Still further in accordance with a preferred embodiment of the present invention the first repetition rate defines a repetition at a fixed interval.

Additionally in accordance with a preferred embodiment of the present invention the first repetition rate defines a repetition at a variable interval.

Moreover in accordance with a preferred embodiment of the present invention the maximum allowable time is set to zero.

Further in accordance with a preferred embodiment of the present invention the first content segment license is digitally signed in order to prevent tampering.

Still further in accordance with a preferred embodiment of the present invention the first device certificate also includes a field specifying a sum of time required for the first device to perform all computations involved in responding to the proximity challenge.

Additionally in accordance with a preferred embodiment of the present invention the establishing the Secure Authenticated Channel (SAC) occurs before sending the proximity challenge from the first device.

Moreover in accordance with a preferred embodiment of the present invention the secure first device certificate includes a first device processing delay.

Further in accordance with a preferred embodiment of the present invention, the method includes providing a copy of the first device certificate to the second device, sending a proximity challenge from the second device to the first device, the proximity challenge including a numeric challenge value, receiving the proximity challenge at the first device, processing the proximity challenge at the first device to produce the response to the proximity challenge, and sending the response to the proximity challenge from the first device to the second device, receiving the response to the proximity challenge at the second device, and performing the following at the second device verifying, at the second device, that the response to the proximity challenge is legitimate, determining a gross time between sending the proximity challenge and receiving the response to the proximity challenge, subtracting the first device processing delay from the gross time to produce a net response time, and comparing the net response time to a second threshold and determining whether the second device and the first device are in proximity based on a result of the comparing.

Still further in accordance with a preferred embodiment of the present invention the proximity challenge from the second device to the first device is digitally signed.

Additionally in accordance with a preferred embodiment of the present invention the proximity challenge from the second device to the first device is encrypted.

Moreover in accordance with a preferred embodiment of the present invention the determining a gross time includes starting a timer to upon the sending the proximity challenge from the second device to the first device, and stopping the timer upon the receiving the response to the proximity challenge at the second device.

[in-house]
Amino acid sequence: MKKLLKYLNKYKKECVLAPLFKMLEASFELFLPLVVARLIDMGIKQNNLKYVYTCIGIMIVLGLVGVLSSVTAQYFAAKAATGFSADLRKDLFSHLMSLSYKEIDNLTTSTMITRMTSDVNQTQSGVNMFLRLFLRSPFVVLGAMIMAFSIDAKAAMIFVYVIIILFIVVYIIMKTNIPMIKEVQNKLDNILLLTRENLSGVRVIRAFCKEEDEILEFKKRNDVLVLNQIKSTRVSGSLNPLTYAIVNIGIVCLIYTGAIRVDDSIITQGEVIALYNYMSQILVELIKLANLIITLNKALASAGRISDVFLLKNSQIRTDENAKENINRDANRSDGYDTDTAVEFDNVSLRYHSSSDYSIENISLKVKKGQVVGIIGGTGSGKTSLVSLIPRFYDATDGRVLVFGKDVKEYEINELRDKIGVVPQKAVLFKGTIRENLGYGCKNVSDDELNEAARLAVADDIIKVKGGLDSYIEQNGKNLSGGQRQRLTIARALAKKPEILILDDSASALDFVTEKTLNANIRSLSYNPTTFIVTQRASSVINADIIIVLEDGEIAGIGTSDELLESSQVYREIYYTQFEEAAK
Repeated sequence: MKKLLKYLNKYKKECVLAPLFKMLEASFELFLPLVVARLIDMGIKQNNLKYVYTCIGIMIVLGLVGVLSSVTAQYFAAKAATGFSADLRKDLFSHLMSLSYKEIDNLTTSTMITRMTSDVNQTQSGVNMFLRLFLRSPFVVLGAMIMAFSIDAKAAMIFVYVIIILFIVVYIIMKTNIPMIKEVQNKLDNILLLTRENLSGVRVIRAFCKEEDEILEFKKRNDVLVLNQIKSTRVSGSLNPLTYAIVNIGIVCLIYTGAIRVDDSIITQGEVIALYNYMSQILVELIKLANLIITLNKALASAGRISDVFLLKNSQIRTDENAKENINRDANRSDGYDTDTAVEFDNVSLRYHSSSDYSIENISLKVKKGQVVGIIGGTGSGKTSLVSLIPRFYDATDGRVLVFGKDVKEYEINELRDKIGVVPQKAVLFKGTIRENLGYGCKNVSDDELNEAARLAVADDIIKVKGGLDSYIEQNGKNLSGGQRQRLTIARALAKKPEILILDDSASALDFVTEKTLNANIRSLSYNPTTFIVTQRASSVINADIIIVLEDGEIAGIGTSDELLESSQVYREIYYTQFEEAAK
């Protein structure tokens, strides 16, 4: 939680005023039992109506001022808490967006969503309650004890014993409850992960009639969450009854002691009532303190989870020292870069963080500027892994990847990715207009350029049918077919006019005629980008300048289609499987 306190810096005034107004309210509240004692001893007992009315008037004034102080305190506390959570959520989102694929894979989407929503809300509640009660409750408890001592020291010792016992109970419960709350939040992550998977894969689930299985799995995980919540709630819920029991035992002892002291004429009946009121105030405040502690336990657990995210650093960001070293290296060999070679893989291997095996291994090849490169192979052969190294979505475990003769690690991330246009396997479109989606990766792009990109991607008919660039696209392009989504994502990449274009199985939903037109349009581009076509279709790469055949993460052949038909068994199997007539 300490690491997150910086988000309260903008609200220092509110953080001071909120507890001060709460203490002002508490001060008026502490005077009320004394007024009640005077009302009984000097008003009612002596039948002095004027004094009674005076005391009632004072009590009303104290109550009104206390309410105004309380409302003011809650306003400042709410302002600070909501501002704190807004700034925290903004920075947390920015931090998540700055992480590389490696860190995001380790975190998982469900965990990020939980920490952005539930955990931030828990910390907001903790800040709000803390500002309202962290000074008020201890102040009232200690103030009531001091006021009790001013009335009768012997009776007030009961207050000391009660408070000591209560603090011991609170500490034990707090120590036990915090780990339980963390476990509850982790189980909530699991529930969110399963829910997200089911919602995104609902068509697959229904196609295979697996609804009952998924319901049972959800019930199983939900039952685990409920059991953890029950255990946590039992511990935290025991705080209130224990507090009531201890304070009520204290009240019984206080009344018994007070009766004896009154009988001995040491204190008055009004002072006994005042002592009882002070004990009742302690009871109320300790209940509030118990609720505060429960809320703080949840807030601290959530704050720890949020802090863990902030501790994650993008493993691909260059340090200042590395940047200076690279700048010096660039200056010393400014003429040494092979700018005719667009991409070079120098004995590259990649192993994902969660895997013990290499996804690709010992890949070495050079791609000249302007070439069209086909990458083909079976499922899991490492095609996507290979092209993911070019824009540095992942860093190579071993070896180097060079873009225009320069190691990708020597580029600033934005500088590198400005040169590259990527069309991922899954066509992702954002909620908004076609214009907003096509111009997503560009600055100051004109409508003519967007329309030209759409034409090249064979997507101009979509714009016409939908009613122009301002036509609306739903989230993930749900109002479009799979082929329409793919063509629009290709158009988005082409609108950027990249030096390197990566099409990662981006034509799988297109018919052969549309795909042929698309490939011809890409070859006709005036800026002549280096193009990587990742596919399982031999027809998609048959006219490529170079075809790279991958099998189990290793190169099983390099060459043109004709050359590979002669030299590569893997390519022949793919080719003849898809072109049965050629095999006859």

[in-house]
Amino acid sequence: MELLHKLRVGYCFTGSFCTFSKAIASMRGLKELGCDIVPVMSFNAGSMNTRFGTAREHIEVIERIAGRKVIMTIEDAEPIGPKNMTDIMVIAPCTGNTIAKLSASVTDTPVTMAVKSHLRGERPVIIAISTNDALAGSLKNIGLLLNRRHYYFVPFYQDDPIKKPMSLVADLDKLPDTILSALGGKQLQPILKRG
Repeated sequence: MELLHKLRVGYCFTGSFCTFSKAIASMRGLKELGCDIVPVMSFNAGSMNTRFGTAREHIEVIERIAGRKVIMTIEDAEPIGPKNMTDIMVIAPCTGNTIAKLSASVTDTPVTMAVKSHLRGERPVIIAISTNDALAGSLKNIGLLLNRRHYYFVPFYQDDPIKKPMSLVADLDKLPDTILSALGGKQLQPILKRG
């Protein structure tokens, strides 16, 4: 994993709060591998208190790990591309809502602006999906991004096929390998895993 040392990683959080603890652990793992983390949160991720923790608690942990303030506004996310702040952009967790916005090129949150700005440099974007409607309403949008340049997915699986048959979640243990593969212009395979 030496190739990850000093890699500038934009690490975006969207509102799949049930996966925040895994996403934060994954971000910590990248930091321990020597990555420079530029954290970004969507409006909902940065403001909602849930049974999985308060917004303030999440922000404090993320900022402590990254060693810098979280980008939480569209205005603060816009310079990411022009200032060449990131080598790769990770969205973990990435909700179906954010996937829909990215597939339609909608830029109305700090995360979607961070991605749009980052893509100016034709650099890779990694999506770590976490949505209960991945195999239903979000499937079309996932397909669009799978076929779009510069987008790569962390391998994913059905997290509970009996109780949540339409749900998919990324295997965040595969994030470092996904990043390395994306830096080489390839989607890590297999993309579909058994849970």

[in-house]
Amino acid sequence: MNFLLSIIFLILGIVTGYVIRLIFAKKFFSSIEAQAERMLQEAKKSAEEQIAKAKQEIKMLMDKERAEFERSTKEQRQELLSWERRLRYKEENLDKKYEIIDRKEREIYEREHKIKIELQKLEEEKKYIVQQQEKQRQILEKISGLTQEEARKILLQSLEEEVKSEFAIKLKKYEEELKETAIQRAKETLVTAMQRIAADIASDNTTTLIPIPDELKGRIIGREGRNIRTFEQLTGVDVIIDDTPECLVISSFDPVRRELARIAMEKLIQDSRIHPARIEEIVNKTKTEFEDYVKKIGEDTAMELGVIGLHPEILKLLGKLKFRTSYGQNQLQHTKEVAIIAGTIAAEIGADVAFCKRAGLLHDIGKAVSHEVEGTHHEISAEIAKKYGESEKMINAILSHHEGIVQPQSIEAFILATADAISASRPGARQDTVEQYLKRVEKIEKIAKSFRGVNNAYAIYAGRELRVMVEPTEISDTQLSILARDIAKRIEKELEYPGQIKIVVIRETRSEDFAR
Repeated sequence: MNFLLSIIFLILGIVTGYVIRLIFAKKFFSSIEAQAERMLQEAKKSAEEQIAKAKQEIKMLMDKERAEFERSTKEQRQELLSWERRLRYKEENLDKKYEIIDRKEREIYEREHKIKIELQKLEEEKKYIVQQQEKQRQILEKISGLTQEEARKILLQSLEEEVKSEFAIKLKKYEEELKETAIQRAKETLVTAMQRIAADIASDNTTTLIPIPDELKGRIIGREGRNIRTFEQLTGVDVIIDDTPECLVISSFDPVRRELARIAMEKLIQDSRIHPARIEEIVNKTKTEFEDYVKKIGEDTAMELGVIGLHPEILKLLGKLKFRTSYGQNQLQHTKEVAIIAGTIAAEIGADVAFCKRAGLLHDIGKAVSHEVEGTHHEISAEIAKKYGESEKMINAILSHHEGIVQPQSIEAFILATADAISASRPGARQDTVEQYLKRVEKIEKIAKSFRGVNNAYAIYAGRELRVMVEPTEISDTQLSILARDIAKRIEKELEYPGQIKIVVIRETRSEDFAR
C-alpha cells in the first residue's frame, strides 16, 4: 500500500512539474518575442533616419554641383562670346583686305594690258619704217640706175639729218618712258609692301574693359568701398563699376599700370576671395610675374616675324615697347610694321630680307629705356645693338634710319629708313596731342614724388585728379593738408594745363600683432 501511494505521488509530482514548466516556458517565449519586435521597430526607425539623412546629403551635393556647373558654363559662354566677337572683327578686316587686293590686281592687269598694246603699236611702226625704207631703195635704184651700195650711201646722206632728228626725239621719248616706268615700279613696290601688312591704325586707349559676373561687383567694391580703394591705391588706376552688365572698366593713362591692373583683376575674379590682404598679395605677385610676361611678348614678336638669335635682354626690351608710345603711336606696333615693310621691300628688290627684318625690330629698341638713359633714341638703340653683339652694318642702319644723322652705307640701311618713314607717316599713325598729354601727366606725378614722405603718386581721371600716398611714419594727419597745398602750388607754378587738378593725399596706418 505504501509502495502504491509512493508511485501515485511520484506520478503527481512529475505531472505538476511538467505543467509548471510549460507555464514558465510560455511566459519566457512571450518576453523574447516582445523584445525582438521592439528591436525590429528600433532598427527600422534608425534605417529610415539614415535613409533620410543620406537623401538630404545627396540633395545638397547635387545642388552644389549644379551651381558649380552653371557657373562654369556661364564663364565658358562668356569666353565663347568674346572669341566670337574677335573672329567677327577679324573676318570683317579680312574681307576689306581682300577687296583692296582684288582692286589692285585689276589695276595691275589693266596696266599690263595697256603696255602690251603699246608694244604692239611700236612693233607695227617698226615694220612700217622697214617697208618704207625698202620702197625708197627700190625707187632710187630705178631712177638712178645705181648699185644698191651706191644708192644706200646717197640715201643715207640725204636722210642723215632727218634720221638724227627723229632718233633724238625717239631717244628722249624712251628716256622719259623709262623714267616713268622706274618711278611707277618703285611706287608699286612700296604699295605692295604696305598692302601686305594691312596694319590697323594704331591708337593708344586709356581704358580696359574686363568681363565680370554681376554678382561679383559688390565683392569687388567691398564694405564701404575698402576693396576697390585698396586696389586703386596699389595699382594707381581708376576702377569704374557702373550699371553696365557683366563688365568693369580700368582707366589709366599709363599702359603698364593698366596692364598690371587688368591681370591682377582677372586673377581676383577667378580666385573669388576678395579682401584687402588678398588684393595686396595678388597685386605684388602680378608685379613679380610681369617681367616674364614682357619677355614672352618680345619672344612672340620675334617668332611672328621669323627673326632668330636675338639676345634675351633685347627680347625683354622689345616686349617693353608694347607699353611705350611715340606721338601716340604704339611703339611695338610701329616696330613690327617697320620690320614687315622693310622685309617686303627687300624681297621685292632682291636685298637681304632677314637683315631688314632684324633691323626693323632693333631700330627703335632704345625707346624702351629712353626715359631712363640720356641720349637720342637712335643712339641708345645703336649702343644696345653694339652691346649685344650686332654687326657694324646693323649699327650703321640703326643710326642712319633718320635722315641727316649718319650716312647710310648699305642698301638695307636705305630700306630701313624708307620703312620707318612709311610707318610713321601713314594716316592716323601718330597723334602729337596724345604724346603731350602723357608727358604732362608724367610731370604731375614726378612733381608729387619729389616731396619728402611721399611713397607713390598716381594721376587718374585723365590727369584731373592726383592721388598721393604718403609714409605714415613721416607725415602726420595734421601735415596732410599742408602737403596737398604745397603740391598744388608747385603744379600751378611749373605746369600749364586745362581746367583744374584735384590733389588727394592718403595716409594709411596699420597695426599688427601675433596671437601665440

Further in accordance with a preferred embodiment of the present invention the determining a gross time includes recording a time of sending the proximity challenge from the second device to the first device, recording a time of the receiving the response to the proximity challenge from the first device to the second device, and subtracting the recorded time of the sending from the recorded time of the receiving, thereby determining the gross time between sending the proximity challenge and receiving the response to the proximity challenge.

Still further in accordance with a preferred embodiment of the present invention the second threshold is included in a second content segment license.

Additionally in accordance with a preferred embodiment of the present invention the second content segment license defines an average allowable time for the second threshold.

Moreover in accordance with a preferred embodiment of the present invention the average allowable time for the second threshold is a moving average allowable time.

Further in accordance with a preferred embodiment of the present invention the second content segment license defines a maximum allowable time for the second threshold.

Still further in accordance with a preferred embodiment of the present invention the second content segment license defines a second repetition rate.

Additionally in accordance with a preferred embodiment of the present invention the second repetition rate defines a repetition at a fixed interval.

Moreover in accordance with a preferred embodiment of the present invention the second repetition rate defines a repetition at a variable interval.

Further in accordance with a preferred embodiment of the present invention the maximum allowable time is set to zero.

Still further in accordance with a preferred embodiment of the present invention the second content segment license is digitally signed in order to prevent tampering.

Additionally in accordance with a preferred embodiment of the present invention the second device certificate also includes a field specifying a sum of time required for the device to perform all computations involved in responding to the proximity challenge.

Moreover in accordance with a preferred embodiment of the present invention the establishing the Secure Authenticated Channel (SAC) occurs before sending the proximity challenge from the second device.

There is also provided in accordance with another preferred embodiment of the present invention a certificate storing secured information relating to a device, the device storing a device private key, the secured information including a device public key corresponding to the device private key, and a device processing delay.